Columns

Pace5_ErinFleming_forDiscorder_Feb2018

Transmission from PLOT

PACE SOCIETY: Re-appropriating Stigmatized S(PACE)

author
Lexi Mellish Mingo
photography
Erin Flemming
illustration
Amy Brereton

Editor’s Note: This column was conceived to document organizations, movements and events that the Discorder team encountered while working out of PLOT, our temporary off-site location at Access Gallery in Vancouver’s Chinatown. The CiTR/Discorder PLOT residency concludes February 3, marking this article as the final Transmission From PLOT. We are very excited to feature PACE Society, who came on our radar after participating in PSA Day in December 2017. I would like to give a final thank you to Catherine, Katie, Chelsea and everyone else at Access Gallery who made our residency so special. -BB


 

Ottawa is over 4,000 kilometres away from Vancouver and yet, it is the epicentre of political decision-making in Canada. The global perception of Canada is saturated with utopian ideas, where notions of inequality are issues that exist only beyond colonial borders. Generalizations stem from distance, whether physical or symbolic. When the Government cant see their people, they cannot help them.

A motto persistently advocated by Laura Dilley, Executive Director at the PACE Society, is that PACE meets people where theyre at.Founded by sex workers in Vancouver’s Downtown Eastside in the ‘90s, PACE is a peer-driven association organized by, with and for sex workerswith help from a network of community allies. The organization advocates for safer working conditions for sex workers and offers individualized support not easily accessible within the existing systems.

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Illustration by Amy Brereton for Discorder Magazine

One of PACE’s main objectives is to combat the stigma around sex work, a task that is led in part by Caroline Doerksen, their Community Educator. A common misconception regarding sex work, is that there is only one narrative. Portraying sex workers as isolated, victimized and powerless women participating in the industry against their wills. Like any other occupation, sex work has its baggage, but Laura emphasizes thoroughly that “sex work is work and without labour protections under the law, they are at risk of increased violence and exploitation.”

Sex workers are not confined to a single gender, nor are they from a single demographic. They work in vast spheres of sexual expression, within communities comprised of individuals of diverse identities. The stigma around sex work has been shaped through a history of dominant patriarchal perspectives, perpetuated through Canadian legislation. PACE advocates for decriminalization of sex work and until that happens, the stigma remains entrenched in the broader public perception of sex work and sex workers.

In December 2013, the Supreme Court of Canada (SCC) struck down provisions in the criminal code making it illegal to sell and purchase sex on the basis that these laws violated sex workers’ human rights under section 7 of the charter. The SCC gave the Conservative government one year to amend the laws to make them constitutional. However, in June 2014 the Conservatives introduced Bill C-36, now the Protections of Communities and Exploited Persons Act (PCEPA), which recreates the harms of the old laws that the SCC struck down for being unconstitutional in the first place.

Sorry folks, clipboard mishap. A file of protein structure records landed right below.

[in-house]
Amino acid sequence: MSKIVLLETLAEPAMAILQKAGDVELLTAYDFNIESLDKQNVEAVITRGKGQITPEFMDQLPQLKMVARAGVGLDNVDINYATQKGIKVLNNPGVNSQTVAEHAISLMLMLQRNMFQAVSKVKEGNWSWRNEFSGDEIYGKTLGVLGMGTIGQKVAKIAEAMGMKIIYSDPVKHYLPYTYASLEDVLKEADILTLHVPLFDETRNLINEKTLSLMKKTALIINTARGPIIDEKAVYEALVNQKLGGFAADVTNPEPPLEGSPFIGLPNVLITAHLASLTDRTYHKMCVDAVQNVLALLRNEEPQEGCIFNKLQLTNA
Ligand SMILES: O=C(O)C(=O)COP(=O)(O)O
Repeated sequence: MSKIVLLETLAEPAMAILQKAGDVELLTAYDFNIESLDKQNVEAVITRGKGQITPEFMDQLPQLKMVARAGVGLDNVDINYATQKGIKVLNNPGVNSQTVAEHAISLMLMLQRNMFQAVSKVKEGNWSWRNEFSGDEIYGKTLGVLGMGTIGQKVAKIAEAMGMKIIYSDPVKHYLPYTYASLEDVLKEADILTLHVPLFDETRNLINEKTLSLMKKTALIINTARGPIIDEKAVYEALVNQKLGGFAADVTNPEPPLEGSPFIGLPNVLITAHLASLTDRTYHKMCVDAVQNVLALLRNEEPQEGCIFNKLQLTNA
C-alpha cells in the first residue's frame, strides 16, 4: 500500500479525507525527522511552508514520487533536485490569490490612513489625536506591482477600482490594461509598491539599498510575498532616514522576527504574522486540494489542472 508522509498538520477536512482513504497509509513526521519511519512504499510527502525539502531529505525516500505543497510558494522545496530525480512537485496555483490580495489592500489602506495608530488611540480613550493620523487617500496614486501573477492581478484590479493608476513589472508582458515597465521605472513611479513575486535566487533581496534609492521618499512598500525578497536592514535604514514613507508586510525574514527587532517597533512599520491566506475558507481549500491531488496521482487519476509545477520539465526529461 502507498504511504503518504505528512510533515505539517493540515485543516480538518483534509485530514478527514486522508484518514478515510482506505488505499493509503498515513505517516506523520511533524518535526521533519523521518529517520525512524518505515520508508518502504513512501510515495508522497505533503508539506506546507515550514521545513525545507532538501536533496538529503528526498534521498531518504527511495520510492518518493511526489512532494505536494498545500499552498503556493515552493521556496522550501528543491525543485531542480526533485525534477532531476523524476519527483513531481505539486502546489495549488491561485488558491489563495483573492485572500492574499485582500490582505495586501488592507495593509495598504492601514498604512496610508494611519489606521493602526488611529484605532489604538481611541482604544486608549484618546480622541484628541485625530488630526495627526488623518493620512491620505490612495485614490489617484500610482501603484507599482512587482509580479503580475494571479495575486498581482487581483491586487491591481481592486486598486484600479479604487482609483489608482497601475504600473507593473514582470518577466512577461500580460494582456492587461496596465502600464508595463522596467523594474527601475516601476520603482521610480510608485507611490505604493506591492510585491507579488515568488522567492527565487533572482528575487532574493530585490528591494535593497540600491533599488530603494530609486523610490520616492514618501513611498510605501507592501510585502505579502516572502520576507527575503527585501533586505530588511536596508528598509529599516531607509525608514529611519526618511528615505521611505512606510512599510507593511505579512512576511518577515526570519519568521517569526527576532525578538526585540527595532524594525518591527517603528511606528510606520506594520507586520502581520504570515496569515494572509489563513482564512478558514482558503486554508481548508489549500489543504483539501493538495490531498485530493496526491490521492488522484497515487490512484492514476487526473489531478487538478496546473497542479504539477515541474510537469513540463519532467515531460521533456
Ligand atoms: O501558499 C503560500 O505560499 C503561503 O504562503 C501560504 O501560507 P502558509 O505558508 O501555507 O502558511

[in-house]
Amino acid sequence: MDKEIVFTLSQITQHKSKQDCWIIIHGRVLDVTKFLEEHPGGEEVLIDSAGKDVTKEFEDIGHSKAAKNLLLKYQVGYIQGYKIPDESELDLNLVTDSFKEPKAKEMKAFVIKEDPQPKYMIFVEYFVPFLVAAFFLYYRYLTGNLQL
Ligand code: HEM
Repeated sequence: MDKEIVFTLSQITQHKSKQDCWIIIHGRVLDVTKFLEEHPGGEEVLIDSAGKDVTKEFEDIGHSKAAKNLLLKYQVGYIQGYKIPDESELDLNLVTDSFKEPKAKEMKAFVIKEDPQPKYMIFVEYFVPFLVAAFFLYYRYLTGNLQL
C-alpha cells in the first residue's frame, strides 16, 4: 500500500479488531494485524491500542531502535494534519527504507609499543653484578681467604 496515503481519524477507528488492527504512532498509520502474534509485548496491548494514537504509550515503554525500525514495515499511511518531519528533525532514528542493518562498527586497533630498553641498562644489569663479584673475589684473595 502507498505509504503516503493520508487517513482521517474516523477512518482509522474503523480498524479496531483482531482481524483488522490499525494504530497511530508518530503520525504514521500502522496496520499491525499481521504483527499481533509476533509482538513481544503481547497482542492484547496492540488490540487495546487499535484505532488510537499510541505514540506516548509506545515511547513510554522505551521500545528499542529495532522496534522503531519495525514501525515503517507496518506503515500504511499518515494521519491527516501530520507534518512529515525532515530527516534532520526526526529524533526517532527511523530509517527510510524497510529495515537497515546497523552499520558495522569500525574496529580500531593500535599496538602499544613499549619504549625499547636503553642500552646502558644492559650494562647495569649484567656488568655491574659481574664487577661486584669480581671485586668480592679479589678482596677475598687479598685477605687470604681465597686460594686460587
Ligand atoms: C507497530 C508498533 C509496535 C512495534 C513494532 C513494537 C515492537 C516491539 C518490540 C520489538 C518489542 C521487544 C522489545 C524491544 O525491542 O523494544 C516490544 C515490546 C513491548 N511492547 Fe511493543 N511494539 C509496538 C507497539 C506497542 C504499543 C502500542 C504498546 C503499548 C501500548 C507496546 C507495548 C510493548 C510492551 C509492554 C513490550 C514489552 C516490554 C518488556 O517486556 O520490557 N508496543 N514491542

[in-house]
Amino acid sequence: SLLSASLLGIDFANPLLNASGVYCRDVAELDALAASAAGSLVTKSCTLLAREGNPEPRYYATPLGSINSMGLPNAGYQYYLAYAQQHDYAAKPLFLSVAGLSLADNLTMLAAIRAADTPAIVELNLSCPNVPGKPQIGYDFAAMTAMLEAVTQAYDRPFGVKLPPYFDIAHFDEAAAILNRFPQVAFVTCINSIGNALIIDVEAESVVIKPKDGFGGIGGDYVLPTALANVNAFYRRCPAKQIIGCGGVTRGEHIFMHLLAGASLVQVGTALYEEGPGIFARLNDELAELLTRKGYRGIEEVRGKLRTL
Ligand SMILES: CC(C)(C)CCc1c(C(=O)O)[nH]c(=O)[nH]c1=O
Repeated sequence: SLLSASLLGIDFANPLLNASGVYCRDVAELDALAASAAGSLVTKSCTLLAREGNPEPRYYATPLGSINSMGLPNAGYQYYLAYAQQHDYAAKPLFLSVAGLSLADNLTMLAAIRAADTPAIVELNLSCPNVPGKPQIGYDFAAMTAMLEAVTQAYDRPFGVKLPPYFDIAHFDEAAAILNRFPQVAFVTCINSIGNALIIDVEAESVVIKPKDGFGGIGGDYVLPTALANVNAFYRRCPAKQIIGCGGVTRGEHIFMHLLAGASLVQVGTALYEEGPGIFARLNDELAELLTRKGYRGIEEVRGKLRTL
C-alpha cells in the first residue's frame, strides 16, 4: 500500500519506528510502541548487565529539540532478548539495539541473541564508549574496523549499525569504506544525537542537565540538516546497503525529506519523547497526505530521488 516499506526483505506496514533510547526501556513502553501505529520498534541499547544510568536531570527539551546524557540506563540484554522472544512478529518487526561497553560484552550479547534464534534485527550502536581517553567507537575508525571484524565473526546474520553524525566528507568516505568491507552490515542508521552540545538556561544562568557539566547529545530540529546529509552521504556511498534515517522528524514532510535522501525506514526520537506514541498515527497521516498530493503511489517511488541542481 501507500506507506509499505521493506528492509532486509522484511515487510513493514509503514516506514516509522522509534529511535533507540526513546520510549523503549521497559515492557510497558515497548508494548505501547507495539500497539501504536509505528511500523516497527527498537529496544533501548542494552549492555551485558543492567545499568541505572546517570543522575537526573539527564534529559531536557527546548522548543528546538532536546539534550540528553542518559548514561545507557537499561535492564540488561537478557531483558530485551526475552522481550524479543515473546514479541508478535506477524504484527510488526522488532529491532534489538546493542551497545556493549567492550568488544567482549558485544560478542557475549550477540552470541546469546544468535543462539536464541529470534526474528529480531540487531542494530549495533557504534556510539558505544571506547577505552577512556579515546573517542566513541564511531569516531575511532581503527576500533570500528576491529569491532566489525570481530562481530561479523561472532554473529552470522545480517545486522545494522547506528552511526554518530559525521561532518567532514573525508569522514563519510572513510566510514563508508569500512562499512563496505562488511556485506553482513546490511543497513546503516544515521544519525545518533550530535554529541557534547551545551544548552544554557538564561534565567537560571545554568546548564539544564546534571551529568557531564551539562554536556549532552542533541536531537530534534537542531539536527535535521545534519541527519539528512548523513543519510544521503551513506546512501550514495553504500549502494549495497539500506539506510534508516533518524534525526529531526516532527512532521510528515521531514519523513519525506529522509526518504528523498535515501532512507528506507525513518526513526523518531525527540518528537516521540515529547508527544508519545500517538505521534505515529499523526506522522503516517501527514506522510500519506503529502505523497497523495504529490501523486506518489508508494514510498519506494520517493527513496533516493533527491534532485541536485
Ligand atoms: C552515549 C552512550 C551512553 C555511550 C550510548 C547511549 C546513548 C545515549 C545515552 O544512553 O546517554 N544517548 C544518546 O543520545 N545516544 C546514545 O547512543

Although the new bill was asserted as a tool to protect sex workers, it generated greater risks for street sex workers. Under Bill C-36, purchasing or being involved as a third party has been criminalized, while the act of selling is legal. Legal stipulations forced workers into precarious and isolated environments, away from the eyes of the law, and consequently the eyes of safety.

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PACE Society || Photography by Erin Flemming for Discorder Magazine

Bill C-36 is what we are working under, and unfortunately it is also tied up in a lot of the conflation of what sex work is and what human trafficking is, Caroline explains. The Canadian Department of Justice claims that the objective of Bill C-36 was to alter perceptions of sex work, from a nuisanceto the exploitation of women and girls.” Within this saviour objective lies two major problems: it generalizes sex workers as victims, while simultaneously excluding which bodies under the law are worthy of basic human rights.

Unlike the Federal Government, PACE acknowledges the intricate makeup of their members. With a majority of their membership being Indigenous, racialized, trans or non-binary, all face a multitude of structural barriers. The support services PACE provides are designed to be as mindful and inclusive as possible. Programs include Peer Health Navigation, Transitions Project, the Gender Self Determination Project, and the Outreach Program, led by Indigenous support workers. PACE is unique in that their support workers can relate to sex workers and the issues they confront. PACE erases the distance between the supporter and the supported, and acknowledges the complexity of individuals that society has so shamelessly dehumanized.

Near the end of our conversation, Laura recounted a phrase used in both the sex work and disability movements: nothing for us, without us,” referring to the need to consult with populations in which policies are designed for. As the Canadian government continues to allow stigma to fester in the space between upholding law and its citizens, PACE fills the space with love.

 

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You can find more information about PACE at pace-society.org, which includes a great online store. To keep up with related current affairs, follow PACE on Twitter @PaceSociety.